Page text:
This story is related to the repatriation of Ban Chiang artefacts to Thailand early this year. The antiquities dealer who was involved in the sale of the artefacts was sentenced to prison for an elaborate tax fraud scheme. Part of the sentencing agreement is the return of artefacts to their country of origin, including Thailand and Cambodia.
Calling Indiana Jones: Looted artifacts, tax scheme send ex-antiquities dealer to prison
My News LA, 14 December 2015
Operation Antiquity: Prison for Antiquities Dealer Behind Looting and Tax Fraud Scheme
Chasing Aphrodite, 15 December 2015
An ex-antiquities dealer who ran a complex Los Angeles-based tax fraud scheme involving looted artifacts was sentenced Monday to a year and a half in federal prison for making false declarations in customs documents in order to bring stolen archeological resources into the United States.
Jonathan Markell, 70, was sentenced by U.S. District Judge Dean Pregerson to 18 months behind bars followed by a year of supervised release.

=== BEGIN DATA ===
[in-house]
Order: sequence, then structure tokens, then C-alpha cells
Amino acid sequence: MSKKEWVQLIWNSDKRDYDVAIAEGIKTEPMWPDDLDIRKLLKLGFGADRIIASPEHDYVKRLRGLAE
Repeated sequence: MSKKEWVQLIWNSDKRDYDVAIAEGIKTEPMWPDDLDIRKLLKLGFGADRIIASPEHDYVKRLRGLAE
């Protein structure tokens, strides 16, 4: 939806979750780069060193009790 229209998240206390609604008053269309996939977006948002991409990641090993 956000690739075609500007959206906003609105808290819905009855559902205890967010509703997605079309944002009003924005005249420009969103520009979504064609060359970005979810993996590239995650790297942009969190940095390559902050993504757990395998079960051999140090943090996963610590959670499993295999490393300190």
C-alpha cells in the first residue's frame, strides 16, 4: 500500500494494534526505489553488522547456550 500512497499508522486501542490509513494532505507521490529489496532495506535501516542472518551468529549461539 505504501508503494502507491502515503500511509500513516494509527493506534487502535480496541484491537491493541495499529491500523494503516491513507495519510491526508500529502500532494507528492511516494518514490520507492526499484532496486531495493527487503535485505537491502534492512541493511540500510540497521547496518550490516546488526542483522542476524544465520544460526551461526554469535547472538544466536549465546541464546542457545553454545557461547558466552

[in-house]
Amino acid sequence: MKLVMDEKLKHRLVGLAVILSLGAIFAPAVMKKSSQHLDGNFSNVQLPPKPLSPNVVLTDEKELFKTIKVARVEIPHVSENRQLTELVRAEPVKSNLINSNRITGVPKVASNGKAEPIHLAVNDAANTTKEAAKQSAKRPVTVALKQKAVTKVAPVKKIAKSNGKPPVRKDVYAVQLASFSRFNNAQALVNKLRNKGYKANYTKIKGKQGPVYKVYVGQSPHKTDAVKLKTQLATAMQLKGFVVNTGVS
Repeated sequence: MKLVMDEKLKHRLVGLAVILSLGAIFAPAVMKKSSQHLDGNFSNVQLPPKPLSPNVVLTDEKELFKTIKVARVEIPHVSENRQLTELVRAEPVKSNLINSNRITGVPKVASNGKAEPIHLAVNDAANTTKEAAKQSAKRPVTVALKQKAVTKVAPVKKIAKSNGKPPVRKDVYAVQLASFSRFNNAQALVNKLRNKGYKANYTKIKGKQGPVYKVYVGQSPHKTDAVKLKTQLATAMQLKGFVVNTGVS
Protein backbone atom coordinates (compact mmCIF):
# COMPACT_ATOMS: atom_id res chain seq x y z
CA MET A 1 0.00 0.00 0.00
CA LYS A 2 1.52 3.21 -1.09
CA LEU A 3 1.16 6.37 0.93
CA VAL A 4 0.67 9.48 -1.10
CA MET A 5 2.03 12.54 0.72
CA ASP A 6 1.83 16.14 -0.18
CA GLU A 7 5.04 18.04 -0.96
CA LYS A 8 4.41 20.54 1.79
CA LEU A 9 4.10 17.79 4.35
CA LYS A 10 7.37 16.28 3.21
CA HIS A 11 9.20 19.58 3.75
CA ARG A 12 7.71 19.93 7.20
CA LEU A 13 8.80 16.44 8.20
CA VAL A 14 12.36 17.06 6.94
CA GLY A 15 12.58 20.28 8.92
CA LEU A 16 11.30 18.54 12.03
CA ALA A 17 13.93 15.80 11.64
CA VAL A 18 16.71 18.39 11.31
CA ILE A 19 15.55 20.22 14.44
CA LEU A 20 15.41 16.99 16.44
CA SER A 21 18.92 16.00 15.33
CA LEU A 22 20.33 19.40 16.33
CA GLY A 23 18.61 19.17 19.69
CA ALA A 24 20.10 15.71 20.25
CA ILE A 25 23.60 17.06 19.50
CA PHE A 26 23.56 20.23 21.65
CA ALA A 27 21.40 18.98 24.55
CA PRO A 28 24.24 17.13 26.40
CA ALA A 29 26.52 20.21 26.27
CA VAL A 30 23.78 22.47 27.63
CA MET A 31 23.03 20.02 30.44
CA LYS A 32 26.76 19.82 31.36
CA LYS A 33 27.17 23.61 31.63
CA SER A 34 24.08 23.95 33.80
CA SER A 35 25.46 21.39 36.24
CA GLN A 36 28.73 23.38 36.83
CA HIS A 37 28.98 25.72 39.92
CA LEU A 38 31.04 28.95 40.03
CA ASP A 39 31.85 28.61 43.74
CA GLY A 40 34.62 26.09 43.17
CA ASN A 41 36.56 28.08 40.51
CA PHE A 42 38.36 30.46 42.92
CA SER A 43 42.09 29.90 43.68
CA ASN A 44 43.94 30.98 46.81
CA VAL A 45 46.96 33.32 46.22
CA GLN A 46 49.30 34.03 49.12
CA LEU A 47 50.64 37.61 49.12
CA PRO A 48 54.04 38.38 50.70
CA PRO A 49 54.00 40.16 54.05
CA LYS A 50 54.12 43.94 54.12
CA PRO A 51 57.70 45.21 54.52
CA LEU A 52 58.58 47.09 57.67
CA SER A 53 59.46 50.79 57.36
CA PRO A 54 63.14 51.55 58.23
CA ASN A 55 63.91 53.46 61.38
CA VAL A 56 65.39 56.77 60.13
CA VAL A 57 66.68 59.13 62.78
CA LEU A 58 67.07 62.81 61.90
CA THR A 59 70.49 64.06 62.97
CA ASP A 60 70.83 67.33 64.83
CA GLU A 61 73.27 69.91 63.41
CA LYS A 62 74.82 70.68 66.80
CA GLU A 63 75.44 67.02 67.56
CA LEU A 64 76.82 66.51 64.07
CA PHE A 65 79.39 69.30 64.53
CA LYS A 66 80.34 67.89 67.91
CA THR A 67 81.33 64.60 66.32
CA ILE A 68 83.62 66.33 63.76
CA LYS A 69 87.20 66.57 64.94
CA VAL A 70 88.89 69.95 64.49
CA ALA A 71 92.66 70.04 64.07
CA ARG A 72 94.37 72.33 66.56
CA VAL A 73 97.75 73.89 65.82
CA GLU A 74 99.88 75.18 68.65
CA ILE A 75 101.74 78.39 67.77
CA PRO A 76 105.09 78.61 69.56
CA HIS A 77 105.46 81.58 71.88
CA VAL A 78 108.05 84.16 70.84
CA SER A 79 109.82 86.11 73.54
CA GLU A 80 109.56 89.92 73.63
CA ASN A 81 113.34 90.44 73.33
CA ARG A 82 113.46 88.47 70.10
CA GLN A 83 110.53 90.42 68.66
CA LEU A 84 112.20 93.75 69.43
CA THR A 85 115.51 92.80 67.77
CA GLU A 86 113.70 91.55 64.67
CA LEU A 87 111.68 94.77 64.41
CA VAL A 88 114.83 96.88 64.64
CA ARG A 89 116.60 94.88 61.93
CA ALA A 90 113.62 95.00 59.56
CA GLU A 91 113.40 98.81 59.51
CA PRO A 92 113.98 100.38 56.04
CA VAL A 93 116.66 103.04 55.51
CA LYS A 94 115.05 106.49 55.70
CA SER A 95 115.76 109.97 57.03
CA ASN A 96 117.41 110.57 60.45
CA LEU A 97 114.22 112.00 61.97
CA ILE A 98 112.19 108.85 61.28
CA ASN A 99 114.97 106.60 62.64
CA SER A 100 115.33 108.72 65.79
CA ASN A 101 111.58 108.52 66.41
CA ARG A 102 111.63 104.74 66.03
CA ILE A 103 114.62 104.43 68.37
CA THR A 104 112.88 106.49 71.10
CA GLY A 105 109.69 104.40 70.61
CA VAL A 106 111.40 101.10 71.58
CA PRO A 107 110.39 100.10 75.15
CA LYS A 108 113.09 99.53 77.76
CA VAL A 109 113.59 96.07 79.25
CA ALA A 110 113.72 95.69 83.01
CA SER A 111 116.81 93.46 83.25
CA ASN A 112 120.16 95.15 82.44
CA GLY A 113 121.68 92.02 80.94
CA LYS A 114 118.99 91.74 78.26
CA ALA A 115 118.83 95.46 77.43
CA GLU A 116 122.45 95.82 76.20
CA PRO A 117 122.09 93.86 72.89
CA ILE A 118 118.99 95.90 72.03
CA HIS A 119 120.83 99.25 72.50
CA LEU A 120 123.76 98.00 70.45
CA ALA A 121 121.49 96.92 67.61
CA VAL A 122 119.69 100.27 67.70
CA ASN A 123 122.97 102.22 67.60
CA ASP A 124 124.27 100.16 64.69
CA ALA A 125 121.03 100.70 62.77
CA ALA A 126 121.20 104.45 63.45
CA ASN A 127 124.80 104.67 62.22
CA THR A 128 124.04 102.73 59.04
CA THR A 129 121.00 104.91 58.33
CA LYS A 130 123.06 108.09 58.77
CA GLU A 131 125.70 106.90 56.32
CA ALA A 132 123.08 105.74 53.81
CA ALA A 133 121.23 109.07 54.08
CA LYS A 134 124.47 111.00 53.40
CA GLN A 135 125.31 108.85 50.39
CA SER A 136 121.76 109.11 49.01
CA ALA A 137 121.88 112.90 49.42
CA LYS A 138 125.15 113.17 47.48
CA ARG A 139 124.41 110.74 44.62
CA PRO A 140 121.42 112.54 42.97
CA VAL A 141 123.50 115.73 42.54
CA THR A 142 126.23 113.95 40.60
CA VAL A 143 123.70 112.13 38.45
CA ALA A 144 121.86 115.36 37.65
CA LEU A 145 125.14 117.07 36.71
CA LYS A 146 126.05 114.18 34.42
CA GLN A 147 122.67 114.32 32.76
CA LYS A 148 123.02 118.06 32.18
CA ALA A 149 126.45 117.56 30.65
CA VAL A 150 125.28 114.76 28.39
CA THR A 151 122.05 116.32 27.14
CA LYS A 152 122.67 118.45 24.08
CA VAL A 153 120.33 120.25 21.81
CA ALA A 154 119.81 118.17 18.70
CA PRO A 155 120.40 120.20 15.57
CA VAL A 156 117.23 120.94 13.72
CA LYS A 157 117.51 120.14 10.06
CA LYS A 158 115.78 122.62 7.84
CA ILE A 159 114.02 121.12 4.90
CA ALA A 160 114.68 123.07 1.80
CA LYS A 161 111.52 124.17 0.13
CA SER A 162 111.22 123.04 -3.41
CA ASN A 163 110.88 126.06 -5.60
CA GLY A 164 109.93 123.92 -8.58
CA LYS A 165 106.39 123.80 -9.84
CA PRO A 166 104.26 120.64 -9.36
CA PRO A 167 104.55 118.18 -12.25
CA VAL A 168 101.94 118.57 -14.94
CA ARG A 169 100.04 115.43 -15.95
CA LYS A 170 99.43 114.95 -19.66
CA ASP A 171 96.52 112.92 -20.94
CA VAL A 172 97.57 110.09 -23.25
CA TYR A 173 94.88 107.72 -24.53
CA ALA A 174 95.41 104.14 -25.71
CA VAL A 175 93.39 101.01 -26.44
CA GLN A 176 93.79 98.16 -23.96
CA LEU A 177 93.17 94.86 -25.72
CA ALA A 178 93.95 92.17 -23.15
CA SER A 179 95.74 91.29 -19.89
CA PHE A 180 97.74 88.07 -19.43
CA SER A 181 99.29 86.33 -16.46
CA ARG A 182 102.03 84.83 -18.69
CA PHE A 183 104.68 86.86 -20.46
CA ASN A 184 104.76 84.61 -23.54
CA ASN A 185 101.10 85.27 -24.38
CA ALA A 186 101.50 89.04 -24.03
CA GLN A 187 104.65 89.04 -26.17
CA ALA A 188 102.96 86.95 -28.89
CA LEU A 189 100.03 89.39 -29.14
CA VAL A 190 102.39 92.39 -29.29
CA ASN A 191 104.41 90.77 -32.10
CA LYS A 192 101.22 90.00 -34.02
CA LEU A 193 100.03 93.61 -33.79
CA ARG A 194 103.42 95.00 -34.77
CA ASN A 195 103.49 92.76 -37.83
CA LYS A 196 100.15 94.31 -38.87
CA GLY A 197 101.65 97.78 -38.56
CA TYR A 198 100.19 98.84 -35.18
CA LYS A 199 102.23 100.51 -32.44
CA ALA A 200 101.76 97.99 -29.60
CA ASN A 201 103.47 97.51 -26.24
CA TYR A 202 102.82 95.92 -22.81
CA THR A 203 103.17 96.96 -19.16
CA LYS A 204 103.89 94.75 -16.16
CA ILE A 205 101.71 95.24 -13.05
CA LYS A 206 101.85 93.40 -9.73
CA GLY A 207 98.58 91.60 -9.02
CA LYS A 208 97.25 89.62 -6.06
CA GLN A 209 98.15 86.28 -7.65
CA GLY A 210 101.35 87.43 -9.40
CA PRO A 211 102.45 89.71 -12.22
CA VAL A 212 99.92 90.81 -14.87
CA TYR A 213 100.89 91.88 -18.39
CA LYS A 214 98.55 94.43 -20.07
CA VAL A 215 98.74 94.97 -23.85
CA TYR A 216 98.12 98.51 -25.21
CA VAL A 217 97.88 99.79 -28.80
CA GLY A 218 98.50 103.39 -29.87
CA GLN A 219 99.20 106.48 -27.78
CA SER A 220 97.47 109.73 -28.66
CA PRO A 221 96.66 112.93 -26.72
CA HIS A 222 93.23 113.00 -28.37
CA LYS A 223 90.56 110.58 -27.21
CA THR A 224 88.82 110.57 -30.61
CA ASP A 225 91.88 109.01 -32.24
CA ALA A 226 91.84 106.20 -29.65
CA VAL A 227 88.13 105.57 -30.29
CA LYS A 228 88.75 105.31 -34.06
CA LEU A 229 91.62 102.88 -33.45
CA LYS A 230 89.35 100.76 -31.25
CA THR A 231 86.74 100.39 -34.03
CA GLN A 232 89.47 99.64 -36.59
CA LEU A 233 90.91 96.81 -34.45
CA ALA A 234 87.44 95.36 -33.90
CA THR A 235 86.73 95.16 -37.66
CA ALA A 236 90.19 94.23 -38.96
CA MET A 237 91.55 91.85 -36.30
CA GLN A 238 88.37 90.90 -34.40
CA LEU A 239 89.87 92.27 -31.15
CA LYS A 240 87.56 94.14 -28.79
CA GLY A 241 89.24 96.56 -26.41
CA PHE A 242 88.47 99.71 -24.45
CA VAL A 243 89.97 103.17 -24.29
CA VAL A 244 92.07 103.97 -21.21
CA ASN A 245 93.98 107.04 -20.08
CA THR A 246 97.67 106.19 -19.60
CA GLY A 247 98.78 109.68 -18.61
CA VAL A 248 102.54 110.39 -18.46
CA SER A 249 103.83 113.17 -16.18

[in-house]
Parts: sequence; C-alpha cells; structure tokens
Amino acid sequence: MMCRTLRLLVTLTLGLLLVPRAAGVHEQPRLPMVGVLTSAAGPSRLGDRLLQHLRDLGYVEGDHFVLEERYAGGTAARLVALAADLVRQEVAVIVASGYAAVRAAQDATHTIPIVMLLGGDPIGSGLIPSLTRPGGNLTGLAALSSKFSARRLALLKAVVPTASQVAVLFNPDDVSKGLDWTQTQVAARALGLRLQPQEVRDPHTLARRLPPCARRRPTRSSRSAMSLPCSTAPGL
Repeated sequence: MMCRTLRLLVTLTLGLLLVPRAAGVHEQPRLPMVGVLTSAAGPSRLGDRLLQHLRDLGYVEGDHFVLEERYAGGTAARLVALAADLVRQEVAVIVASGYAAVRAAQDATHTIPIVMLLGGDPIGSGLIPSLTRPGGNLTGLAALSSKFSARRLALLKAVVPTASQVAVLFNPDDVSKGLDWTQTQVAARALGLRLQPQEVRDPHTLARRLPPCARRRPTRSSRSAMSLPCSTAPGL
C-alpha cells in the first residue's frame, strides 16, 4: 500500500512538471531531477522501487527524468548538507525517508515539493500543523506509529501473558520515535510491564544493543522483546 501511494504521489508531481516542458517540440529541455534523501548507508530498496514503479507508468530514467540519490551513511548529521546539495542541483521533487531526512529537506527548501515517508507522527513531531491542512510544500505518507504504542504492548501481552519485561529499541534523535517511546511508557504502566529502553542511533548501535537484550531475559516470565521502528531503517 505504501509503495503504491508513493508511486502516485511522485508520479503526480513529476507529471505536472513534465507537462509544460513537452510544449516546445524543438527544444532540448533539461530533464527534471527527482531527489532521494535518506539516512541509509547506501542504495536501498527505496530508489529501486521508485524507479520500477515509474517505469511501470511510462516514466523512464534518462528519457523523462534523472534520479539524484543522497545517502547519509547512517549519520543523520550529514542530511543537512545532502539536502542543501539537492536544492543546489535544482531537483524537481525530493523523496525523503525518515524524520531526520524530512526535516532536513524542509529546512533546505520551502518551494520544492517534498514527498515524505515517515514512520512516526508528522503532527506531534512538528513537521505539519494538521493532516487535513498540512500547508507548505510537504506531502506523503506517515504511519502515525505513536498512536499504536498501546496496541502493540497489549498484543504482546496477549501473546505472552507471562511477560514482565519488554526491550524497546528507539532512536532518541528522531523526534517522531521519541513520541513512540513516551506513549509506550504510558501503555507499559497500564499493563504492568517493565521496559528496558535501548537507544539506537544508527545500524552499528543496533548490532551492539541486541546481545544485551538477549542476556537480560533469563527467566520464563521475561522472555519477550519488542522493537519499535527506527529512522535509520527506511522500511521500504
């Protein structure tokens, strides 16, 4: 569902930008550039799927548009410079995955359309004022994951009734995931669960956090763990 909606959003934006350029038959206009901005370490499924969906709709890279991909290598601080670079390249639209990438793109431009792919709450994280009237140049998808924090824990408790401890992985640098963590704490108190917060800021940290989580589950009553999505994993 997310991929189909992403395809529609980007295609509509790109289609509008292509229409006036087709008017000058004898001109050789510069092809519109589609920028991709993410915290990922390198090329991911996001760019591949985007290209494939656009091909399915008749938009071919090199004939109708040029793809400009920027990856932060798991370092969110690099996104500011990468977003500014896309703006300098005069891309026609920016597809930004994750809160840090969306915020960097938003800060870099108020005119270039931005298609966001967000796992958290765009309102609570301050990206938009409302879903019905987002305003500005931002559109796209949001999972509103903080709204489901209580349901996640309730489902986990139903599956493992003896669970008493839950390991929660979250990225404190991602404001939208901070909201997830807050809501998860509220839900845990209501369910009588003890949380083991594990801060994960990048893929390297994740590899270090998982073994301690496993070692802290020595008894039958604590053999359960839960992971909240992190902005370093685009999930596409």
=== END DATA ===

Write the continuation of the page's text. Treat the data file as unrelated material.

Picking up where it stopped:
An undercover federal agent and an expert in Southeast Asian antiquities both testified about the extent of the smuggling scheme, which, according to prosecutors, duped Bowers Museum in Santa Ana and other institutions.
Also Monday, Markell and his 68-year-old wife, Cari — who operated the now-defunct Silk Roads Gallery in the 100 block of North La Brea Avenue in Los Angeles for 10 years — were sentenced to probation for operating a related tax evasion scheme in which the couple “packaged” and sold smuggled artifacts to give clients tax write-offs when the items were donated to local museums.
A $1,500 “package” typically included antiquities from Ban Chiang, Thailand, along with false sales invoices to reflect an earlier sales date, and a fraudulently inflated $5,000 appraisal that contained a bogus expert’s signature, according to Assistant U.S. Attorney Joseph Johns.